although we have marveled at the power of our natural wayfinding skills, if we are to improve upon them we must acknowledge their limits so we can build systems to do more than we could on our own. thankfully the limits of human cognition are great fodder for academic research, so we know quite a bit about the edges of attention, choice, and memory. we'll consider each in turn, so let's start with the most fundamental of all to getting things done: focus and attention.
focus is limited and heavily influenced by environmental, metabolic, and psychological factors. this is well known, but it bears repeating because many of us do a bad job of acting on this information when we need to focus.
the simplest things to deal with are the environmental aspects of focus. in terms of environment, everyone is a bit different, but i think we can summarize an environment conductive to focus as:
- free of distractions
- cognitively untaxing
some might object that they focus well in chaotic environments. they feel like they get more done there than in a quiet room. i have no objection to this and see it as just another version of a distraction-free, clam, comprehensible environment. maybe quiet distracts you? fine, add some noise. maybe being alone is distracting. fine, add some people. the point is to find an environment in which you are minimally taxed by having to deal with the environment. you should feel comfortable and able to pay attention to what you want rather than what you are made to.
metabolic aspects of focus are a bit trickier, but still relatively straight forward. at the high level, the things you need to be able to focus are:
- enough sleep
- sufficient nutrition
- healthy physical condition
sleep probably has the most impact on attention. adults need between 4 and 12 hours per day at the extremes, with 8 hours average and 6 to 10 hours typical. whether that sleep is all in one block or segmented, getting enough sleep is mostly about creating an environment where you are ready for sleep and have enough time to sleep the amount you need. being ready for sleep means reducing lighting, avoiding physical activity, and relaxing a few hours before bed. if for some reason you can't get enough sleep, a sleep therapist might prescribe you a stimulant to help you stay awake or a sleeping aide to help you get more sleep.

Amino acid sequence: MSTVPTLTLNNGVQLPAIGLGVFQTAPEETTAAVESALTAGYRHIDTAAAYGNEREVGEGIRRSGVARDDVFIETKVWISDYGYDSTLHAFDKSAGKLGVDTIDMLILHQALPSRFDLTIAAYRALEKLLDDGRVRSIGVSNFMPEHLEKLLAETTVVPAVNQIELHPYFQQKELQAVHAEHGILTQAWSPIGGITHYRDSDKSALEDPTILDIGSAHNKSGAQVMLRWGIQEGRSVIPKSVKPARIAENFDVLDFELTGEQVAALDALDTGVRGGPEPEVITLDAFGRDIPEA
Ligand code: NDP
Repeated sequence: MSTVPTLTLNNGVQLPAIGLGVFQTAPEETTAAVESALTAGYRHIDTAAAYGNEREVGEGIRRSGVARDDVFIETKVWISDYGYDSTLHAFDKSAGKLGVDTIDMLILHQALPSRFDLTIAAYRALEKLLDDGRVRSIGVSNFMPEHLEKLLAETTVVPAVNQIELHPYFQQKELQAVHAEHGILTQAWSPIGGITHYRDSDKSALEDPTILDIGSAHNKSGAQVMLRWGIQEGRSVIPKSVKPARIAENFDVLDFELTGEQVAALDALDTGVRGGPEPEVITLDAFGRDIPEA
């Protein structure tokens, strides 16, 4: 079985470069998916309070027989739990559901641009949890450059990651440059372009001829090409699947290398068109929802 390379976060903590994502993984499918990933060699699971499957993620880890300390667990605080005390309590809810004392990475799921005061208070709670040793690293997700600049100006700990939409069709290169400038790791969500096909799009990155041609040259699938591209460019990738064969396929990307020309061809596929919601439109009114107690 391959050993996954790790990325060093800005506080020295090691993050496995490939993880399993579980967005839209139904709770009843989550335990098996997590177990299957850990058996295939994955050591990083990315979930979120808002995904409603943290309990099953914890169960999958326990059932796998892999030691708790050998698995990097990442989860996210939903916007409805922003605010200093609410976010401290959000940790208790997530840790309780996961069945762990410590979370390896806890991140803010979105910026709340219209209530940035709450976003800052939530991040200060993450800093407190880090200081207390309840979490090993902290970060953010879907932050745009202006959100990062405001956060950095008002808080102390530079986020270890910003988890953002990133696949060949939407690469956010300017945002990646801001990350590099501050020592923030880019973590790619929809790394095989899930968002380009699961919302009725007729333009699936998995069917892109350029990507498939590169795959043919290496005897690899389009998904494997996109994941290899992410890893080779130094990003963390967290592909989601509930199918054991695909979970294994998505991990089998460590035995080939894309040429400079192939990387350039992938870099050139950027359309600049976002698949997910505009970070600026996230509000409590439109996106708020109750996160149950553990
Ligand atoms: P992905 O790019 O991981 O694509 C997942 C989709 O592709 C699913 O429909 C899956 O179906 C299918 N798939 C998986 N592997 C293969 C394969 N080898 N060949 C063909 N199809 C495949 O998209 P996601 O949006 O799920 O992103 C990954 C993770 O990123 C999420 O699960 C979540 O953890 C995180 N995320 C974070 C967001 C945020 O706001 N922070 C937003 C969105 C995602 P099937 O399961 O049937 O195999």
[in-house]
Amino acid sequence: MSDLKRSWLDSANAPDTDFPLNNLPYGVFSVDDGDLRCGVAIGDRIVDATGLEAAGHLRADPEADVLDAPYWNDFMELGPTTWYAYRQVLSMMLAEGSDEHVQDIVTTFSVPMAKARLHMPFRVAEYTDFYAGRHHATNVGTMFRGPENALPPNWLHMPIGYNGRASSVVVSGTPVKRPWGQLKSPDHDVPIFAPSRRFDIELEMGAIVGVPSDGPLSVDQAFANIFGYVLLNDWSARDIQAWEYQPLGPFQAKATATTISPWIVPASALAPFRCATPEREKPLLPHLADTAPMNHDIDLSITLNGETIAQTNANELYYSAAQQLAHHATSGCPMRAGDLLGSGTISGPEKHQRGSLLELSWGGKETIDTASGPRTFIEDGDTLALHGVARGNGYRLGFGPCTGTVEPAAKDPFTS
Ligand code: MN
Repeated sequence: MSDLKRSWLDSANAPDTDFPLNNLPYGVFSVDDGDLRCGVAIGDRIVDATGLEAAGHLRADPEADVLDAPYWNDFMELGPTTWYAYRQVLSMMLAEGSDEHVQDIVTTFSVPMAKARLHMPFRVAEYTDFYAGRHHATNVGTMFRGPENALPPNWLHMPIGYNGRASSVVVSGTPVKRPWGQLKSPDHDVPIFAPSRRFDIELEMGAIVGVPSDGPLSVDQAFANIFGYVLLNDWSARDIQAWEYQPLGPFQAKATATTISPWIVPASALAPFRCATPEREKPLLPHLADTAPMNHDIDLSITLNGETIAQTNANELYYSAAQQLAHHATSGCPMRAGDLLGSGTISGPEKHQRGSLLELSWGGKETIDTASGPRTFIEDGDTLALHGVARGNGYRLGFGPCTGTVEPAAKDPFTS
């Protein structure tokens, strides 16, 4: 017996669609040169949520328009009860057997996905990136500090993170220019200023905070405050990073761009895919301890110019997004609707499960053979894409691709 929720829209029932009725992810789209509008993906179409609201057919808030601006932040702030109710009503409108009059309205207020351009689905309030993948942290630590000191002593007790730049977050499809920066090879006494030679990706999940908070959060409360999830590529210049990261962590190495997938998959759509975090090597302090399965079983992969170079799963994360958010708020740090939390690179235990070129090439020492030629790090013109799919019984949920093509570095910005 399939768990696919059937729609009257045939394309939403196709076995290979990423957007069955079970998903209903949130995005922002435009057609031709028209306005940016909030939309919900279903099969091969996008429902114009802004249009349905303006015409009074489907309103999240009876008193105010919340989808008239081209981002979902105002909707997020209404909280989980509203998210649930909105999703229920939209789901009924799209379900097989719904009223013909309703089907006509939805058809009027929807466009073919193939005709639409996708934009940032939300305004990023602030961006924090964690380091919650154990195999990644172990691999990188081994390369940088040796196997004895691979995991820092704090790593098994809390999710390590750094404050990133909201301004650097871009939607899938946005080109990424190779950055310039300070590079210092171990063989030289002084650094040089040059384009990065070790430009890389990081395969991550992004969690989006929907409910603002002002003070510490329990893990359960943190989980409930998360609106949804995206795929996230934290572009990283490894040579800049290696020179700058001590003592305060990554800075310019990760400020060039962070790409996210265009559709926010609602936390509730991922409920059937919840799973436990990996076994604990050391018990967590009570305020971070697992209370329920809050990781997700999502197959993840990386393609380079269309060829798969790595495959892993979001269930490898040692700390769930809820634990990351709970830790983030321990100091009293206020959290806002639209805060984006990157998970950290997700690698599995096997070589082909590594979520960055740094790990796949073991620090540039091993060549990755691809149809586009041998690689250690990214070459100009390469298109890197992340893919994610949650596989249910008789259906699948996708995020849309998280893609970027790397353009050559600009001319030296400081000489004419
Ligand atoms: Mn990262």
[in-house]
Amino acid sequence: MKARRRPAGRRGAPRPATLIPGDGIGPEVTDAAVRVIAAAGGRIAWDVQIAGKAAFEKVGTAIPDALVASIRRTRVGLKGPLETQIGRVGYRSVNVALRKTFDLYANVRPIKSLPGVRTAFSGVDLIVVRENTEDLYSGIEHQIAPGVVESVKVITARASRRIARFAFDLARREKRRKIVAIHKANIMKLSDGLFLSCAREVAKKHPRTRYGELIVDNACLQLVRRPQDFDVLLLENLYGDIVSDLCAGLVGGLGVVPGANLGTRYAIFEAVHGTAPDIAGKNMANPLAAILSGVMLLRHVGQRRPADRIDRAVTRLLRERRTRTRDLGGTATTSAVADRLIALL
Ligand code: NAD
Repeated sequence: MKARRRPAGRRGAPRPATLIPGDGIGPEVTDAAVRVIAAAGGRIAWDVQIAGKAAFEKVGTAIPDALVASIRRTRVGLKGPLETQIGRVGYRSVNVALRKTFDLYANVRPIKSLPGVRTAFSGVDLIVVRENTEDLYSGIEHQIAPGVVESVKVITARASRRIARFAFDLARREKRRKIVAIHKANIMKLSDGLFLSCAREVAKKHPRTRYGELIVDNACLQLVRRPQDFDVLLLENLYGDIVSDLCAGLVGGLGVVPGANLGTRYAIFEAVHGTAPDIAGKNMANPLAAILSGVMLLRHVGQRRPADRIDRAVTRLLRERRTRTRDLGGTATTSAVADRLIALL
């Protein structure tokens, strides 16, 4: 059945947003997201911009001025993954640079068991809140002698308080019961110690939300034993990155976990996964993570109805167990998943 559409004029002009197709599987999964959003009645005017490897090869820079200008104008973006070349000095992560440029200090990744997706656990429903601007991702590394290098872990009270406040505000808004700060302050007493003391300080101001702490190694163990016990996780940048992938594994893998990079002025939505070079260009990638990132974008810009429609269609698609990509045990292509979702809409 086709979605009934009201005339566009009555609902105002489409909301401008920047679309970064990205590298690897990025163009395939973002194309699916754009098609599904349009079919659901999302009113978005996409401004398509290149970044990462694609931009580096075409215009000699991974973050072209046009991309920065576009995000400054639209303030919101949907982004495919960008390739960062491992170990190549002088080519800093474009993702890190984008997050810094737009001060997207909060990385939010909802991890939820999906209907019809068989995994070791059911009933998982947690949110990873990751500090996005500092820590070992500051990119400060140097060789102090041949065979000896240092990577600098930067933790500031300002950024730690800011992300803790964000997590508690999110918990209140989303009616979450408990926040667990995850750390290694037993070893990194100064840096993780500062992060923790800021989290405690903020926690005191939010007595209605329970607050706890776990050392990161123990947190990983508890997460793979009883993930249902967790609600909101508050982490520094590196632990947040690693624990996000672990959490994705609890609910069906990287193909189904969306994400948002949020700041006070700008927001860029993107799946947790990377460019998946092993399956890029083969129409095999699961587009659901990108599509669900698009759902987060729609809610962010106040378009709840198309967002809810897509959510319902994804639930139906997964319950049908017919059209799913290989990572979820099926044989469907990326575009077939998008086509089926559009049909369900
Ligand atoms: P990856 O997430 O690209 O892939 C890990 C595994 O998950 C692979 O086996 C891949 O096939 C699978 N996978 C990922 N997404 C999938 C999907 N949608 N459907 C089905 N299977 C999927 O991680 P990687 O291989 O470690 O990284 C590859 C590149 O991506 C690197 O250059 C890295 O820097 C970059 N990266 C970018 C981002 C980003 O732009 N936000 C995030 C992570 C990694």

in addition to sleep, nutrition is important to attention, specifically your general nutrition and the balance of chemicals in your body when you try to focus. you need to consume a good balance of fats, proteins, carbohydrates, and micronutrients in order to meet all your body's needs. if you don't you may feel tired, lethargic, or have distracting symptoms that result from malnutrition. and because your brain is the most energy-hungry organ in your body but also one of the least critical to continued life, your brain is one of the first things to suffer when you are malnourished. further, your brain needs readily available energy in the form of sugar, so good focus also means having readily available sugar in your body. if you eat well your body should handle this for you, but if it doesn't you may need to eat fruits or other small sugary foods to help maintain focus until your diet improves.
physical condition also plays a role in attention. healthy physical condition is not so much about being in shape, though, as it is about having a working body. your body is intended to be used for things like running, jumping, bending, and lifting, so if you don't get regular physical activity your body is not operating under normal conditions. this can lead to decreased cognitive function in general, and difficulty focusing in particular.
environmental and metabolic impacts on attention covered, there are the psychological aspects of focus. it's easier to focus on things you care about, even when those things may not be the things you think you should care about. when you lack a reason to care, it's harder to focus and get things done. if you don't much care about something then you either need to start caring or accept you don't actually care and not expect to be able to focus easily. either way is fine, but it underscores the point that caring matters. focusing on things you don't care about is mentally taxing and burns out ability to focus.
but focus is not everything. even if you can focus your attention well on whatever you want whenever you want, you still have to decide what to focus on. and the first part of deciding what to focus on is remembering.